Now I know I should wear a mask but, somehow, I find I resist this. I’m not coughing or sneezing and don’t believe I have any symptoms of the virus, so the likelihood of me passing it onto others is small. I keep my distance and, thankfully, my local ASDA has wide aisles. I take my time and do a sort of dance round other shoppers. I never touch anything I’m not going to buy.
Angela and I compile a shopping list beforehand, but I like to improvise and add a few treats. We don’t get out much, so you need to keep your spirits up. There seems to be no shortages at this time. I was comforted to see a huge aisle full of toilet rolls on my last visit. So many it intimidated me to buy only one multi-pack for fear of looking like an idiot. A few weeks ago, when the toilet rolls had run low, I’d invested in kitchen roll before everyone else got wise. I’ve been anticipating the loo roll running out and quite looking forward to the thicker stronger larger format of the kitchen roll. I had speculated that I might enjoy them so much I’d never go back.
A particular favourite food I always get is tinned pineapple chunks. These always remind me of childhood and so provide a comfort food, but also come in useful towards the end of the week when the fresh fruit has run out. Pineapple chunks and butterscotch Angel Delight has always been my signature dish. Pineapple seems to keep its texture in cans better than most fruit. I’ve never been a fan of mixed fruit in cans which is mostly cling peaches (not the most enticing of names) and pears with a few bits of cherries, but never enough in a clammy juice that sticks in your throat and can only be shifted with evaporated milk.
But frozen peas, sweetcorn and oven chips are good for when the fresh veg runs low. It’s fresh bread that tends to run out first and I find that bread from the freezer is never quite right, so I get crackers.
I always talk to the cashier these days. Partly because I’m at that age, partly because I haven’t spoken face-to-face with other humans for a week (excluding Angela and Johnny), partly because I value the excellent work they do and the fine body of men and women working behind the scenes whom they represent, and partly because I live in fear of my card not working. I don’t have enough cash on me if it goes pear-shaped (fresh or tinned). The thought of having to abandon the food or, worse, having to put it back, is only surpassed by the thought of arriving home having not ‘brought home the bacon’, so to speak. But literally the bacon in Johnny’s case.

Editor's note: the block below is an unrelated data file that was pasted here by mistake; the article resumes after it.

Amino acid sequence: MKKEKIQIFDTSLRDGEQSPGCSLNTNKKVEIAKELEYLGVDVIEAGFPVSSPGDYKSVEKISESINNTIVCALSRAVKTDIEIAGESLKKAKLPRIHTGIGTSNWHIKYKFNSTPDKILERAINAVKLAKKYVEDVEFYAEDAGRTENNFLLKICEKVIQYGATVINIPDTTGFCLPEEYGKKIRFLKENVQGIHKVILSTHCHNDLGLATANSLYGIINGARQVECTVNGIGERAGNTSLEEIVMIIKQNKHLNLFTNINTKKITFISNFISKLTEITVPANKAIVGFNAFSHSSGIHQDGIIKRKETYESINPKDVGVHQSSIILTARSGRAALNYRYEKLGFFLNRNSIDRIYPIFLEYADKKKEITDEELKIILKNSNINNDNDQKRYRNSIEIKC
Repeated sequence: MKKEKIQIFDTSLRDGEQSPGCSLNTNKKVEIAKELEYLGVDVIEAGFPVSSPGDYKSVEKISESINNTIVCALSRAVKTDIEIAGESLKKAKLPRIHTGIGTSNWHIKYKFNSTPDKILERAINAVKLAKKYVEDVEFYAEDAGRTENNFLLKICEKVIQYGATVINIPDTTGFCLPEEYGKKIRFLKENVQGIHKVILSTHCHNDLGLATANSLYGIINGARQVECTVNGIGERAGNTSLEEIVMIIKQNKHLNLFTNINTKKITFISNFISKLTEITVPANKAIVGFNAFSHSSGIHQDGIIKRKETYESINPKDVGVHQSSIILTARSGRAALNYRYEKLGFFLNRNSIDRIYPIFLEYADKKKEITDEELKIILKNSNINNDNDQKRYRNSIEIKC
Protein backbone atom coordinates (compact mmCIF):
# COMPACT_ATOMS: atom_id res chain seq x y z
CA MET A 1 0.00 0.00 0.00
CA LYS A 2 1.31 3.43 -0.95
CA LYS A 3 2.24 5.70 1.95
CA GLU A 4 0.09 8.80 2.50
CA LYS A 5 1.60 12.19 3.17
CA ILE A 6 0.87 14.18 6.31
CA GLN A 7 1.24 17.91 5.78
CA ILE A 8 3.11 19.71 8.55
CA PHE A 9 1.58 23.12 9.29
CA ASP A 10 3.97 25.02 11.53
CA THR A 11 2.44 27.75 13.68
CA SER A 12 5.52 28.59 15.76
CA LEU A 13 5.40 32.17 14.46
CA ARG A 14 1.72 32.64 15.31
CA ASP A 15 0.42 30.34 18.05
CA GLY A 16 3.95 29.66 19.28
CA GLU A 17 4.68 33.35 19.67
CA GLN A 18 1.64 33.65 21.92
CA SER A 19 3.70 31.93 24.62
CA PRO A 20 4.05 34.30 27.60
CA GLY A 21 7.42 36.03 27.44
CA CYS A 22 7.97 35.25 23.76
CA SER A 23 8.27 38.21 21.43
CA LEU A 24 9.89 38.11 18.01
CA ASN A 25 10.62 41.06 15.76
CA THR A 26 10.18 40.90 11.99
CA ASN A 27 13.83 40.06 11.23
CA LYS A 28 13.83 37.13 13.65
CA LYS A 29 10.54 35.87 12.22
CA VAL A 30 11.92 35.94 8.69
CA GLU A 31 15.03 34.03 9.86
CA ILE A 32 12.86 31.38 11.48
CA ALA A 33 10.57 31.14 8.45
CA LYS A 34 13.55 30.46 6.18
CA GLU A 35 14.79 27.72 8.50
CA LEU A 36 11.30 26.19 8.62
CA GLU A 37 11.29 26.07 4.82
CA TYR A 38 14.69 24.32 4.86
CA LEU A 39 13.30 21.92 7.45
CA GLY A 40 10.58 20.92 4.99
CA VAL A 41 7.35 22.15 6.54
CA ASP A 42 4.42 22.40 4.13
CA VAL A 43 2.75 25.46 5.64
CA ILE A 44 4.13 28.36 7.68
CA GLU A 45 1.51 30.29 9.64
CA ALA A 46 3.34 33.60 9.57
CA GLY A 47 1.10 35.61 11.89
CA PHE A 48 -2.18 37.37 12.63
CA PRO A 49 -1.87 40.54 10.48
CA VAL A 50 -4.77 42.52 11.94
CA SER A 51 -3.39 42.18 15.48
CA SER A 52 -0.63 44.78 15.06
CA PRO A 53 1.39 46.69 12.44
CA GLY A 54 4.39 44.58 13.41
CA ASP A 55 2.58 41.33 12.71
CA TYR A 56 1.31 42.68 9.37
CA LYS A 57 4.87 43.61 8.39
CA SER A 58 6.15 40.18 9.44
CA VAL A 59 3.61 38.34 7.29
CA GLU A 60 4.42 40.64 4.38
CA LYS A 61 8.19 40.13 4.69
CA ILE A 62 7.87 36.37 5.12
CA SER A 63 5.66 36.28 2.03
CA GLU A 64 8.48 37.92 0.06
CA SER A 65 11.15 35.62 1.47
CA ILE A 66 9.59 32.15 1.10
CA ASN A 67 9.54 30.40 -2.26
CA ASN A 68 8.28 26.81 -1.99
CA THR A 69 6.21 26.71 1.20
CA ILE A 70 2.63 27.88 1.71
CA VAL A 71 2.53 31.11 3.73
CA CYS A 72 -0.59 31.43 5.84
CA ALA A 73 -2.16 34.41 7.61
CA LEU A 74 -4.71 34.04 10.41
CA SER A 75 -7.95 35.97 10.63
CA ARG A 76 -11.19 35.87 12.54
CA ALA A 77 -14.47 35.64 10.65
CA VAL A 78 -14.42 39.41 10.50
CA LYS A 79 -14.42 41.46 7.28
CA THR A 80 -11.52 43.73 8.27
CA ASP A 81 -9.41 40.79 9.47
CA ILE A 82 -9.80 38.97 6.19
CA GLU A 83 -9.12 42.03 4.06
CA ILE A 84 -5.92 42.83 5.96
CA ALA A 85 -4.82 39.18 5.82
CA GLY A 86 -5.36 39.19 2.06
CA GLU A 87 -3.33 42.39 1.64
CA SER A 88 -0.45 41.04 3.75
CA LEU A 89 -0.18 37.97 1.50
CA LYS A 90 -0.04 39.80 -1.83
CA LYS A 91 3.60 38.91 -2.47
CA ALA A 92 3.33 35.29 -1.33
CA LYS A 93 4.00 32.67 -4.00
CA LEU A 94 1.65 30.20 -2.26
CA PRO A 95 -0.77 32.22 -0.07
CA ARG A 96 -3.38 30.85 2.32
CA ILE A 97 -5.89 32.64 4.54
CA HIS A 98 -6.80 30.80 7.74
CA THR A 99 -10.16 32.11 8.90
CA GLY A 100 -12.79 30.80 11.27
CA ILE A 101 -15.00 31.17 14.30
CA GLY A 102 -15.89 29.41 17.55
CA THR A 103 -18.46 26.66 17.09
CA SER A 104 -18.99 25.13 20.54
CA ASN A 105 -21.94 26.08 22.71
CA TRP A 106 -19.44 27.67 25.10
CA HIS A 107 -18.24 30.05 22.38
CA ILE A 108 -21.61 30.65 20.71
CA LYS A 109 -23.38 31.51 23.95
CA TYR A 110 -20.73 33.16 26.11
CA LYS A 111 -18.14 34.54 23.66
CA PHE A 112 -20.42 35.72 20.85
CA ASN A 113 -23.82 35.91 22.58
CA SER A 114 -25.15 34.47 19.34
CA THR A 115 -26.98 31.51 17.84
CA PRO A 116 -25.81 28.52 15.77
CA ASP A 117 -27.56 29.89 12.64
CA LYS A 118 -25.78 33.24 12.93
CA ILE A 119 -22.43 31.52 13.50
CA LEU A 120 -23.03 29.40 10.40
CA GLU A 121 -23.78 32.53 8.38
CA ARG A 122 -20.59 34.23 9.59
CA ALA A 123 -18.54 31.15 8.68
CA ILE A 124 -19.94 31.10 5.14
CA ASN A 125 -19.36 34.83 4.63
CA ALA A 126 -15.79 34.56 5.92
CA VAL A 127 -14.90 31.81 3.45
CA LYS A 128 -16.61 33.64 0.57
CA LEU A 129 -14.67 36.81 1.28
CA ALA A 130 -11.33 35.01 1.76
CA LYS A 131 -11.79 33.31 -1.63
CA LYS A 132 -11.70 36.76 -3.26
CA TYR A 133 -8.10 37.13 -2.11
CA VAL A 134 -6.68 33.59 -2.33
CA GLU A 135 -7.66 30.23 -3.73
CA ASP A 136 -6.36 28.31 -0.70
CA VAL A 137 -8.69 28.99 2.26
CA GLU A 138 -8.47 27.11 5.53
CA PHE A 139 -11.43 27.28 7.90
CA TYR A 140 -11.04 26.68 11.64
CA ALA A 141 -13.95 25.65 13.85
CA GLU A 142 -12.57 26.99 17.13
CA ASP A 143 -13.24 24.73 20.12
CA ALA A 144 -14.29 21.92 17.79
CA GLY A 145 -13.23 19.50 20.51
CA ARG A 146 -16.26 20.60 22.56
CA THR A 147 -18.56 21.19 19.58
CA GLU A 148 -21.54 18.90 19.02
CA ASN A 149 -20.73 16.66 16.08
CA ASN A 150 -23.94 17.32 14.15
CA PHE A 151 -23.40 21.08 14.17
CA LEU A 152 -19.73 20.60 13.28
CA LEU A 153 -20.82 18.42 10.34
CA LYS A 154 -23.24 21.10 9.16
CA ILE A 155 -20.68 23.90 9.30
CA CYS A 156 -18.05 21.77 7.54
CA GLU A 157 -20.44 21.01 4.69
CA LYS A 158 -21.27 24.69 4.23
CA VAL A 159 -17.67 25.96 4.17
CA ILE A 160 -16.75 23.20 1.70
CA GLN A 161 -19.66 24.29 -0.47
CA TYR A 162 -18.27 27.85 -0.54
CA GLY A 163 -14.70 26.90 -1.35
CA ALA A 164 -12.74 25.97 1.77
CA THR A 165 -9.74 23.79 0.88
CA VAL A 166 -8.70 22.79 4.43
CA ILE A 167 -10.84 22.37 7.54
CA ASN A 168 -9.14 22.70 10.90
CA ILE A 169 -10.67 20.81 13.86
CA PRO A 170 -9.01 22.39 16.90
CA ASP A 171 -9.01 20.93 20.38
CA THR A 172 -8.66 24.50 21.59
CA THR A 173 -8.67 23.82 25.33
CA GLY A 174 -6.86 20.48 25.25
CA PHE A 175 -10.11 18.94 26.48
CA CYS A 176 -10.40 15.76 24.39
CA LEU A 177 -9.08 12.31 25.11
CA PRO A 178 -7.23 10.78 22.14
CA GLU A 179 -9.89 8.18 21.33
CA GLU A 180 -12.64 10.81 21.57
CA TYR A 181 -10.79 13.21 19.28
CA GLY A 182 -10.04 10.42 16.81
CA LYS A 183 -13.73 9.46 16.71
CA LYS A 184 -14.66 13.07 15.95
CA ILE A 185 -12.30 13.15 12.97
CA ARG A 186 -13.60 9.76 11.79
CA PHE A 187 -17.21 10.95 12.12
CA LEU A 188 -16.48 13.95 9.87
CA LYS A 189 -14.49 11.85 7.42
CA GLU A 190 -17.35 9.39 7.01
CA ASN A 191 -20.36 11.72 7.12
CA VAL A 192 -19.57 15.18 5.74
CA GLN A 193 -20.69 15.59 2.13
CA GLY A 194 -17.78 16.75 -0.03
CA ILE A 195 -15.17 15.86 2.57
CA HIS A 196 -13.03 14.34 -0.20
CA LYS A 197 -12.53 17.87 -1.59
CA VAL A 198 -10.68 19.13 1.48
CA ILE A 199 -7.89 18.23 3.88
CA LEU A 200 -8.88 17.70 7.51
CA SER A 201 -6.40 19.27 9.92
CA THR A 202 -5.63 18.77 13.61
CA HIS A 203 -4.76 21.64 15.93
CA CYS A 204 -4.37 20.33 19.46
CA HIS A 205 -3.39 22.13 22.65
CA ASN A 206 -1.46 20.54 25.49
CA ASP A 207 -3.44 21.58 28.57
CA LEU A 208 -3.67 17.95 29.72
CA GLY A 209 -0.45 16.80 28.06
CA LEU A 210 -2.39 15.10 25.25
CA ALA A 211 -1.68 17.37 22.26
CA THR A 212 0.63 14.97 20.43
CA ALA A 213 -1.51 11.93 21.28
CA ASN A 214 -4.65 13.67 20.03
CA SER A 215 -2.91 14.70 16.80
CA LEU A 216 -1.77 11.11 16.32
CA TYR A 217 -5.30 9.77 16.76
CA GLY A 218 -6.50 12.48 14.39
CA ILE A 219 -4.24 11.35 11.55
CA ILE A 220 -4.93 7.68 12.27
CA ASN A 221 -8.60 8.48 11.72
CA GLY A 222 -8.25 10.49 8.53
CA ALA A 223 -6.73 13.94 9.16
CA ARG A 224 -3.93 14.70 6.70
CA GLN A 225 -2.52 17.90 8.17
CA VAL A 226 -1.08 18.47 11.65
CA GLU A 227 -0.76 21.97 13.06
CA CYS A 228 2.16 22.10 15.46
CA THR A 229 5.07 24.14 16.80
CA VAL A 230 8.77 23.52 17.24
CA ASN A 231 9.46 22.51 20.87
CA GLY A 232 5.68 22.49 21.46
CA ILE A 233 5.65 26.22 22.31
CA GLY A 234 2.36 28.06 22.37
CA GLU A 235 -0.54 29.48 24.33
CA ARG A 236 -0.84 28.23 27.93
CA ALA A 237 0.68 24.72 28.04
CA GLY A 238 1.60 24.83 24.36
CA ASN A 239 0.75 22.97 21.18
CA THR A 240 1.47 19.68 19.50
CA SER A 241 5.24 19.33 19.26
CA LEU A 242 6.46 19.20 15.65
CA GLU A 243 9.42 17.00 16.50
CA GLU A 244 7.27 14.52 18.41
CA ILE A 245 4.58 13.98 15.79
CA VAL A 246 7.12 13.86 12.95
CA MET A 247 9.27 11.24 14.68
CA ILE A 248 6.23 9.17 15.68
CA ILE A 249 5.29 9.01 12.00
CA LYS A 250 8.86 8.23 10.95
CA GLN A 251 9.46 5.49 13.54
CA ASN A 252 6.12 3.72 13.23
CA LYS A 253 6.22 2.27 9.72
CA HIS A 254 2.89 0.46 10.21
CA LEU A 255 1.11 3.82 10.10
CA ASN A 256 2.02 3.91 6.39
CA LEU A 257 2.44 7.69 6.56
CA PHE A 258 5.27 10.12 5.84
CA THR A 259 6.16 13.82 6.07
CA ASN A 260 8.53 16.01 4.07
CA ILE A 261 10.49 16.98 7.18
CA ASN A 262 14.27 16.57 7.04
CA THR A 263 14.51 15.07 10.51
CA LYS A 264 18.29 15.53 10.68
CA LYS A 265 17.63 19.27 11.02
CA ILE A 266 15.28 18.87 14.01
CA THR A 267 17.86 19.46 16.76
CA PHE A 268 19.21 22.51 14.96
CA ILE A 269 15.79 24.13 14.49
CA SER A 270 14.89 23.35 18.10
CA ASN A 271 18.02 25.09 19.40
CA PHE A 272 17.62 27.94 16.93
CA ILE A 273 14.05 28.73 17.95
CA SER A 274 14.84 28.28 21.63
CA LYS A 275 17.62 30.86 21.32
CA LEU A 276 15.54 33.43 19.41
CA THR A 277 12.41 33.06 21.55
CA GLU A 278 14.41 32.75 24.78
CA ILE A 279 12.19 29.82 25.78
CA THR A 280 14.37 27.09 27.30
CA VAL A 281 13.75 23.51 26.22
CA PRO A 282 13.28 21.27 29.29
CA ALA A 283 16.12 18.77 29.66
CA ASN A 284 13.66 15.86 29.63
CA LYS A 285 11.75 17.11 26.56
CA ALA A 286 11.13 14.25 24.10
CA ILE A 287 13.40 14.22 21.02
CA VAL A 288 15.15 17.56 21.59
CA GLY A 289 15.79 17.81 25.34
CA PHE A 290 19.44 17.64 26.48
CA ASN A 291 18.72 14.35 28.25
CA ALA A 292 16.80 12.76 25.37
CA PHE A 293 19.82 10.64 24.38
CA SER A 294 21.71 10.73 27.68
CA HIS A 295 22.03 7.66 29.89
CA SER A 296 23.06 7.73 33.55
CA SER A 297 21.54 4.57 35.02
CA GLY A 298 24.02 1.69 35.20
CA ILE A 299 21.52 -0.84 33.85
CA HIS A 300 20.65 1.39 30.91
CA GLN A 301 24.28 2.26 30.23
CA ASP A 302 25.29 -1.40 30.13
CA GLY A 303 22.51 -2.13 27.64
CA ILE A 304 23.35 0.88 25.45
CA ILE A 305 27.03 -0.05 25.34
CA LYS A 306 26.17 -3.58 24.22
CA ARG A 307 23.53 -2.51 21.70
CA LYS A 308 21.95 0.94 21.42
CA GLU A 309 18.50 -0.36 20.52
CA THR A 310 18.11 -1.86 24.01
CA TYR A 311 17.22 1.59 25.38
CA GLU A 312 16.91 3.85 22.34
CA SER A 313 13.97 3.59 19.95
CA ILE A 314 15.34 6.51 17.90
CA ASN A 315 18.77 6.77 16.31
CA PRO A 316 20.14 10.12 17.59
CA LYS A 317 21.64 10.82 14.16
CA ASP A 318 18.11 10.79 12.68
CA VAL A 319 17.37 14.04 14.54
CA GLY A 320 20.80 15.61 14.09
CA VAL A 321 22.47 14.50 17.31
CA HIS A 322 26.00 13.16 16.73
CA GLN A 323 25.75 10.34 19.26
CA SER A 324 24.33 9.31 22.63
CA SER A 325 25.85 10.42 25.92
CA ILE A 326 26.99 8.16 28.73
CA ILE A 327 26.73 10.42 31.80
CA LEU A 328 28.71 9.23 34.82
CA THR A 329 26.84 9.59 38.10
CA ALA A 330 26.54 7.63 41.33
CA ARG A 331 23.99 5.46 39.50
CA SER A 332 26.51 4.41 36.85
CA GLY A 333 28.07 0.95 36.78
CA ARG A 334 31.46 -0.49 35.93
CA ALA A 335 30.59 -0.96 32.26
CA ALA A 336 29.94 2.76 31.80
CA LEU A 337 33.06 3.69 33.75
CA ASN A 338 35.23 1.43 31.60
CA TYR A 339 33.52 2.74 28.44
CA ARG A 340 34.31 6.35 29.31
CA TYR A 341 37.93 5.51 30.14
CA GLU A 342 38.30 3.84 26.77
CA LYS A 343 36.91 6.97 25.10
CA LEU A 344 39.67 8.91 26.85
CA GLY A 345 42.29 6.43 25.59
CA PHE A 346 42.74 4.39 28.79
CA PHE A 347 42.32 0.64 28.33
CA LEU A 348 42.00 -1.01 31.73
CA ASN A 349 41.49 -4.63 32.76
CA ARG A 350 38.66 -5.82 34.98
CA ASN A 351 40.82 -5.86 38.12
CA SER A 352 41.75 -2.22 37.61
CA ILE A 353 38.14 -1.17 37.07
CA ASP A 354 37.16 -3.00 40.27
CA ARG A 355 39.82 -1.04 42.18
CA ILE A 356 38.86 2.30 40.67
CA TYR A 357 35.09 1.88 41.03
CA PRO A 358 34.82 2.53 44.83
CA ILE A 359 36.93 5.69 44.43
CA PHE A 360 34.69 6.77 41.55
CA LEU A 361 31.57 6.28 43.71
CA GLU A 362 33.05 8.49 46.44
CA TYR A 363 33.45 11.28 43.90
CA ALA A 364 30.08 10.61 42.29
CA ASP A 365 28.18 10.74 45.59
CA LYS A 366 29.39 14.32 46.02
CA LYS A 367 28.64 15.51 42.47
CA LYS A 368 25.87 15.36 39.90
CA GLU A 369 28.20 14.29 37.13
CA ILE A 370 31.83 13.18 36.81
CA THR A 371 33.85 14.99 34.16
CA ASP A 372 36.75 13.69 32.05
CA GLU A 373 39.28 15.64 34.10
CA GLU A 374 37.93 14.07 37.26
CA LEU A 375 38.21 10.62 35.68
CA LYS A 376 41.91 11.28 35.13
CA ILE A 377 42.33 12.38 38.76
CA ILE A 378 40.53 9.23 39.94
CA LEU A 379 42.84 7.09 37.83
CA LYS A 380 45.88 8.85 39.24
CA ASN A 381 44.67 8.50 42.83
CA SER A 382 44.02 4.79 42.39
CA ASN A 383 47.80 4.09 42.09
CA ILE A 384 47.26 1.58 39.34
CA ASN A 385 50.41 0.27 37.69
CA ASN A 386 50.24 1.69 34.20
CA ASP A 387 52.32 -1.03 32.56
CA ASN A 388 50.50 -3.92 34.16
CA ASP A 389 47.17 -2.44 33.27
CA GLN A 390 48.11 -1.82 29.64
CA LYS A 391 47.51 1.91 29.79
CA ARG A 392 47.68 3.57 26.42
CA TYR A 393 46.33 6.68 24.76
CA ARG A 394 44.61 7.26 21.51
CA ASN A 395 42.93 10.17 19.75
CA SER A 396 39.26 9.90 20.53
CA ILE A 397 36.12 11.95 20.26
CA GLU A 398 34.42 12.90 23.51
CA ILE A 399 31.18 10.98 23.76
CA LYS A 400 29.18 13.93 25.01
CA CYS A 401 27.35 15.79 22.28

Arriving home is the next stage. I bring the bags to the door. Now, remember the bags may be infected. So, once all the bags are at the door, I unlock the door and go straight to wash my hands like my life depended on it (which, of course, it may do). I abandon any excess clothing in a quarantine no-go zone which is usually under the stairs or against the back window where it will get maximum UV sun rays. This is where we keep any post that arrives for at least five days (unless a likely bill or official-looking letter). I say keep but kick is more accurate.
Then I clear a space on the kitchen island and bring the bags in. I unload everything onto the island and immediately quarantine the bags. Then wash my hands again. It’s at this point that Angela joins me to marvel at the bounty I have brought home. The glee with which she greets these once commonplace items is something to behold. With the sight of a four pack of Snickers she is close to rapture. I have done well. Like my prehistoric forefathers I have risked death and brought forth supplies for the cave. I hang my head at any missed item and resolve to do better.
I put the food away. When completed I wash my hands again. I go upstairs and take off all my clothes and shower using a lot of shampoo, put on my t-shirt and jeans and return to home-based life mode. I watch the Government briefing every day and notice, like everyone else, how they evade apologising for the many avoidable deaths. This is my new normal.
Since Henry can no longer do his Epic Tour of the libraries up and around Nottinghamshire because of #StayAtHome, he decided to take camera in hand and do an Epic Tour (released in multiple parts) around his house as he reads poems and tells stories. This is a virtual take on Henry Normal’s Poetry Hour Epic Tour that would’ve toured across Inspire‘s 60 libraries and County Archives in Nottinghamshire between April and May 2020. Click here for more information.